In the end, logic prevailed and Karen was up and running, power tool locked and loaded. From there on, it was very simple--if you don't count the requirement of Grade 10 geometry, a calculator, measuring, remeasuring, drilling, holding the clock up, gently getting it on the hooks. I am glad to announce the no dobermans were harmed in the hanging of the clock.
It looked fantastic! We all took turns pretending to walk in the front door and seeing the fantistical clock for the first time, “ahhing” and “cooing” in deep admiration. I sincerely hope that wasn't a large “thud” in the middle of the night...I wasn't going to wait around to find out.
Although anything but a celebration, there may or may not have been vegan pizza, kale chips, and some people may or may not have partaken in martinis of the chocolate persuasion, however, somehow, and I am not sure how, three women and a doberman ended up dancing around an empty living room.
I have to be honest, I don't like every change of season in my life. However, it did occur to me last night that I have little control over most of these changes and whether I embrace or resist them, the big, heavy clock of time keeps ticking. Sometimes the only--and best--thing we can truly do is to stop labelling the changes “good” or “bad”, eat vegan pizza, and simply dance into the new season of our lives.
Since originally penning this post over a year ago, David Bowie has passed. I guess he had the same sentiment. Let's Dance.

Monday, June 22, 2015

Go Ahead, Be a Fire-Breathing Dragon

I just came back from my grandson's kindergarten graduation (which was probably the cutest thing I've even witnessed in my 48 years). The halls leading tot he gym were decorated with self-portraits all baring the common phrase “When I grow up I want to be...”

There were carefully-crafted creations of veterinarians, doctors, teachers and the odd pie-in-the-sky, field-afar NHL hockey players. But no, not my grandson. No, when Logan grows up, he want to be...(wait for it)...a fire-breathing dragon. There it was, blazed on the wall in full-crayoned glory.

Of course. Why let a little thing like reality get in the way of a dream? I mean, imagine if Marconi, Edison, Tessler, Banting, or the Wright brothers had bothered with reality? If you told someone 200 years ago that we would have an International Space Station floating around the earth, they would think you were psychotic and totally off your "rocket."

A couple of weeks ago I ventured—more like slunk—into my doctor's office. Apparently I hadn't been there for a little while. We can't be sure exactly what “a little while” is in Heather-years as the office switched to an electronic system quite a while back, and apparently my name reveals a blank slate. Nostradamus was probably predicting the end of my doctor appointments, not the end of the world, because it was certainly pre-2012. In reality, probably closer to 2010.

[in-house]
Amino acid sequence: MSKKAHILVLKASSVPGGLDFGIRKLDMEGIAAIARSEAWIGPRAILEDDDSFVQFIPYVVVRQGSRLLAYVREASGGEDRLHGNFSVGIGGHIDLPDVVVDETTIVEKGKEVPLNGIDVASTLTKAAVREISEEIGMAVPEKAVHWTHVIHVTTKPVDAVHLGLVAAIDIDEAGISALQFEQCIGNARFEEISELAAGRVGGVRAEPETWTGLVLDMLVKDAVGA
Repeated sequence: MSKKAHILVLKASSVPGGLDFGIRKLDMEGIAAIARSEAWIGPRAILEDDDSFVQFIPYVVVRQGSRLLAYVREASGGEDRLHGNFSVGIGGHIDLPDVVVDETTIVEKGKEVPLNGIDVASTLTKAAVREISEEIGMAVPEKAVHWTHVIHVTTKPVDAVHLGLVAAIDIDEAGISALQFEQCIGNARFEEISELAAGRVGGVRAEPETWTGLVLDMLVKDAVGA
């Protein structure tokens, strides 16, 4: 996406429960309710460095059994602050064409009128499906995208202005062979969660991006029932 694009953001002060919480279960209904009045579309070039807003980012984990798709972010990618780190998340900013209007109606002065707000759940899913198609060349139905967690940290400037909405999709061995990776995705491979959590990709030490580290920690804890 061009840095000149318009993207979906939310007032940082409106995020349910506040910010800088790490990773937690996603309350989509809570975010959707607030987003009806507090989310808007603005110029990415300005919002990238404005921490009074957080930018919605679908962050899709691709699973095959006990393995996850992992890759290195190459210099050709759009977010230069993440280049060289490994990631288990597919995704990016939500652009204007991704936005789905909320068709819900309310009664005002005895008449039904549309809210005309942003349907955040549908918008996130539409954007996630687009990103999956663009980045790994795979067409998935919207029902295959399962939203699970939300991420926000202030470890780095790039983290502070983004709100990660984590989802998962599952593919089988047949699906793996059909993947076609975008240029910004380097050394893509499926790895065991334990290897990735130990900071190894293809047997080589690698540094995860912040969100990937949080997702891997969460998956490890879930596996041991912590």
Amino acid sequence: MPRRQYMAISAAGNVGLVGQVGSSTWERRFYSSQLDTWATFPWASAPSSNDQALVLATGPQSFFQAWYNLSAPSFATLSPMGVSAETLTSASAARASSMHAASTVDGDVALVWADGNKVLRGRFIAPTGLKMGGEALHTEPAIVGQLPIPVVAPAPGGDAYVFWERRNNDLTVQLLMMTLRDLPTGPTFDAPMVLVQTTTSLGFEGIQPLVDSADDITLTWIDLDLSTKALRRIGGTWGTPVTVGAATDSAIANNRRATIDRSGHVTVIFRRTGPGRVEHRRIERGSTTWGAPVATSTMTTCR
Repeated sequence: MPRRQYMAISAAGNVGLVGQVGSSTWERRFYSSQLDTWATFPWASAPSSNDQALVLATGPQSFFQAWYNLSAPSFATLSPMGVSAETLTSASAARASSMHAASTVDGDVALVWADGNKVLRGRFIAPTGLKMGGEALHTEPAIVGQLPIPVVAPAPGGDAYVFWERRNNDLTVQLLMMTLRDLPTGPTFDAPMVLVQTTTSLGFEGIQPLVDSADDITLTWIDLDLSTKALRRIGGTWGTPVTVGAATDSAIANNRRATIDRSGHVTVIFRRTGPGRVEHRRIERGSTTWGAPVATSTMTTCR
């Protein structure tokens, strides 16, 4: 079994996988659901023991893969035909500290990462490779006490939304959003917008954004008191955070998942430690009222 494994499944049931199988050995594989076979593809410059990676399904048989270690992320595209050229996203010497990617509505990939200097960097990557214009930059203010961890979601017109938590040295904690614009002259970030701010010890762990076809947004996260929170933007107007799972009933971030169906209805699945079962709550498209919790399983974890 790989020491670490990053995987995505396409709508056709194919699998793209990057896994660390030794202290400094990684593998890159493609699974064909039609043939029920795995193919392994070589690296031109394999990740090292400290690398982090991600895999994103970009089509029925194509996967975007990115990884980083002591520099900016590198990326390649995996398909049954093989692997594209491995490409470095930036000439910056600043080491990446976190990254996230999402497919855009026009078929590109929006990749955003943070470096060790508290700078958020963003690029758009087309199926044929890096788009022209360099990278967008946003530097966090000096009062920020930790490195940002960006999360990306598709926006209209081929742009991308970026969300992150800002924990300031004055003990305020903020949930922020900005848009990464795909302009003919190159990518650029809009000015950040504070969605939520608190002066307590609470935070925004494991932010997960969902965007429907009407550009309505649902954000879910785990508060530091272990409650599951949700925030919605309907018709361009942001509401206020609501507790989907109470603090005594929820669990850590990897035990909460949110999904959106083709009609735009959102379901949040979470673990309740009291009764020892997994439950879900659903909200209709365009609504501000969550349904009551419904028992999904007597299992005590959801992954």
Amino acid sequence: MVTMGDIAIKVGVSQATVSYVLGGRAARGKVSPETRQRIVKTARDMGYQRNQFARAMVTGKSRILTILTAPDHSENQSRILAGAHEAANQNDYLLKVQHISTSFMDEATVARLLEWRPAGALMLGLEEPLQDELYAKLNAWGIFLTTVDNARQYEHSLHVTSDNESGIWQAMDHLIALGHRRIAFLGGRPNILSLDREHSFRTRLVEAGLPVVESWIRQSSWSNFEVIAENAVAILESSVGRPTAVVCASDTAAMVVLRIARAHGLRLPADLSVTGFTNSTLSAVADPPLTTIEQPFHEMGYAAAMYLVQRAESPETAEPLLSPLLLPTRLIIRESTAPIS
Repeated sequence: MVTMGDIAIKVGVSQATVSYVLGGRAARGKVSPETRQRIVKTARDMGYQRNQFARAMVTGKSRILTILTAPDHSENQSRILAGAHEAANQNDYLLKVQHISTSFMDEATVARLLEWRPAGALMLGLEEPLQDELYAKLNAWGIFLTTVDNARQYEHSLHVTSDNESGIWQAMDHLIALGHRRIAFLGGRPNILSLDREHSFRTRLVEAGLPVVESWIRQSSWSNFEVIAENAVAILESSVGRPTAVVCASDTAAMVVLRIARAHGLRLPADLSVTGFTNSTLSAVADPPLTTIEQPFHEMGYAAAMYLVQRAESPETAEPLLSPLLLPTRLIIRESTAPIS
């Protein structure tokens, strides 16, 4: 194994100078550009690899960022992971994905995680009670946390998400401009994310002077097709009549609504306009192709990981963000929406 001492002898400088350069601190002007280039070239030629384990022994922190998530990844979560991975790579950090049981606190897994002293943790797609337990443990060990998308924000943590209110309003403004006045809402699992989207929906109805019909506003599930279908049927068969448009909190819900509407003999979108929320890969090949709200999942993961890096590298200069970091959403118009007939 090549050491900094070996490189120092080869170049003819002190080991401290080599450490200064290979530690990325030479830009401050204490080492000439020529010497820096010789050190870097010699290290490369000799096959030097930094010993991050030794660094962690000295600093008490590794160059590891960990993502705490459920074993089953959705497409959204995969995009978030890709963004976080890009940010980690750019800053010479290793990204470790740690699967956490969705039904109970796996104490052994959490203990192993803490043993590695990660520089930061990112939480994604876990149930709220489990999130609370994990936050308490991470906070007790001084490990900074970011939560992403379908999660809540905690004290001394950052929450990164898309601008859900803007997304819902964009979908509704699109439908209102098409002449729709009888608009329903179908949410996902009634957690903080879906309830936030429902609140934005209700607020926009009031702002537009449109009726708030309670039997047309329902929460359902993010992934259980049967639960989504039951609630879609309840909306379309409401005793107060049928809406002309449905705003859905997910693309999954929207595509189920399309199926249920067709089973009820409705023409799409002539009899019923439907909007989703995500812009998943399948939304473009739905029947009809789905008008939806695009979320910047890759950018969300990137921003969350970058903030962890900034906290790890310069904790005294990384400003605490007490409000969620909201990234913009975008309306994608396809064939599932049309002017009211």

My mission, if I chose to accept it, was to walk out of that office with a requisition for an MRI on my right knee. End of. That's all I wanted from this visit. Total. Easy. Simple. Singular.

Maybe due my poor medical-office attendance, fear that I may never show up again for another five to ten years, or the fact that when asked about my parents I may have casually mentioned some sort of crazy autoimmune arthritic attack and the words “breast cancer,” I suddenly had requisitions flying at me from every corner of the room. I was getting everything from mammograms to bone density tests to blood work for lupus. My head was literally spinning.

“I see you aren't up to date on your whopping cough, tetanus, and....”

I didn't catch the third horrific disease.

He continued, “How do you feel about vaccinations?”

I think the question made him nervous. He didn't give me pause to answer. I think he was envisioning me as a staunch Jenny McCarthy follower. I may have mentioned plant-based diet earlier in the appointment. I mean, I looked the part of one of those. So, before I could pontificate on my philosophical and social outlook with regards to the topic of vaccination, the nurse was locked, loaded and administering me the needle. There is no doubt she certainly would be the last one standing in the Wild West.

Then came the real moment of panic. He mentioned the S-word. That was the straw that broke the proverbial camel's back, so to speak. “When was the last time you had a smear?”

I don't know if it was because I was holding my freshly-jabbed arm so tightly or if the look of overwhelming fright on my face was, well, frightening or if my attempt to joke, “I've booked my 10-year physical for November. Can it wait until then?” tugged at his sense of decency, he took pity on me and stopped the madness. The S-word would be saved for another day. Flippantly, on the way out I asked if I could get my vitamin D levels checked. It was added to the blood work. I had been reading a lot about ideal levels for optimal health and was curious where I was on the spectrum. I was outside running a little bit with my daughter and occasionally supplementing, so being deficient in the sunshine vitamin was completely outside the realm of reality.

He also ordered the MRI for my right knee. In fact, I didn't even have to hint at it. It was his idea. Usually I go the doctor with a pre-determined outcome in my mind. But, today, he beat me to the punchline. He twisted my leg a certain way, I yelped and he may or may not have used the words “meniscus,” “knee,” and “replacement” in the same sentence. Actually, it's probably a fact that he used those three words in the same sentence. What's really in question is whether or not I heard them.

Probably not, because since our lovely get-together, I've run a race with my daughter and went on a beautiful trail run with Karen and Lyndsay last weekend. I can't remember the last time the three of us all ran together, but we need to do it more often.